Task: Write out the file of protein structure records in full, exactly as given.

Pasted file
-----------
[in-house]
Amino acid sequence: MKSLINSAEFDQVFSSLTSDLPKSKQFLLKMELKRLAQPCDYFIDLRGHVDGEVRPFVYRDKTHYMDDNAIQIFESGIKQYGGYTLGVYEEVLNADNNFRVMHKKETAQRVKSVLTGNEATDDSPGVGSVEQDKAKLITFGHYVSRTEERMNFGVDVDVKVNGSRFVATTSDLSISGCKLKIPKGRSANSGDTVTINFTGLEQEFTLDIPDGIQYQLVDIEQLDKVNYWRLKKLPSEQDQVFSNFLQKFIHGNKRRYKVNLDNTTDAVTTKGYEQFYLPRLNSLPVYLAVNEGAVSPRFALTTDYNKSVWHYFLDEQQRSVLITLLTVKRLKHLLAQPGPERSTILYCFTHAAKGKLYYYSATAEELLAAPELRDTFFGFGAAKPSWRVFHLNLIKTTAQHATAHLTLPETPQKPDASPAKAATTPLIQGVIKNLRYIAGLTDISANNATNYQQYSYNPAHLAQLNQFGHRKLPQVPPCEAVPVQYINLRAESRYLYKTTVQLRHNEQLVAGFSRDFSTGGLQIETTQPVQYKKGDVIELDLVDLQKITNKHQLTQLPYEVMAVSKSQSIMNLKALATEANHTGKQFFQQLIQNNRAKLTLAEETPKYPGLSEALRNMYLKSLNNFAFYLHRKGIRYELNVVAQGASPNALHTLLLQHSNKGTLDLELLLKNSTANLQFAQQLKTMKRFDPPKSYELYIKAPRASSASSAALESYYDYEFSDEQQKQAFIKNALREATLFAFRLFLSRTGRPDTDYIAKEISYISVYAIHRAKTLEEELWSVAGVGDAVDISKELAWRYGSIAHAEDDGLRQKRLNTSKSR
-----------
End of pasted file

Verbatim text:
[in-house]
Amino acid sequence: MKSLINSAEFDQVFSSLTSDLPKSKQFLLKMELKRLAQPCDYFIDLRGHVDGEVRPFVYRDKTHYMDDNAIQIFESGIKQYGGYTLGVYEEVLNADNNFRVMHKKETAQRVKSVLTGNEATDDSPGVGSVEQDKAKLITFGHYVSRTEERMNFGVDVDVKVNGSRFVATTSDLSISGCKLKIPKGRSANSGDTVTINFTGLEQEFTLDIPDGIQYQLVDIEQLDKVNYWRLKKLPSEQDQVFSNFLQKFIHGNKRRYKVNLDNTTDAVTTKGYEQFYLPRLNSLPVYLAVNEGAVSPRFALTTDYNKSVWHYFLDEQQRSVLITLLTVKRLKHLLAQPGPERSTILYCFTHAAKGKLYYYSATAEELLAAPELRDTFFGFGAAKPSWRVFHLNLIKTTAQHATAHLTLPETPQKPDASPAKAATTPLIQGVIKNLRYIAGLTDISANNATNYQQYSYNPAHLAQLNQFGHRKLPQVPPCEAVPVQYINLRAESRYLYKTTVQLRHNEQLVAGFSRDFSTGGLQIETTQPVQYKKGDVIELDLVDLQKITNKHQLTQLPYEVMAVSKSQSIMNLKALATEANHTGKQFFQQLIQNNRAKLTLAEETPKYPGLSEALRNMYLKSLNNFAFYLHRKGIRYELNVVAQGASPNALHTLLLQHSNKGTLDLELLLKNSTANLQFAQQLKTMKRFDPPKSYELYIKAPRASSASSAALESYYDYEFSDEQQKQAFIKNALREATLFAFRLFLSRTGRPDTDYIAKEISYISVYAIHRAKTLEEELWSVAGVGDAVDISKELAWRYGSIAHAEDDGLRQKRLNTSKSR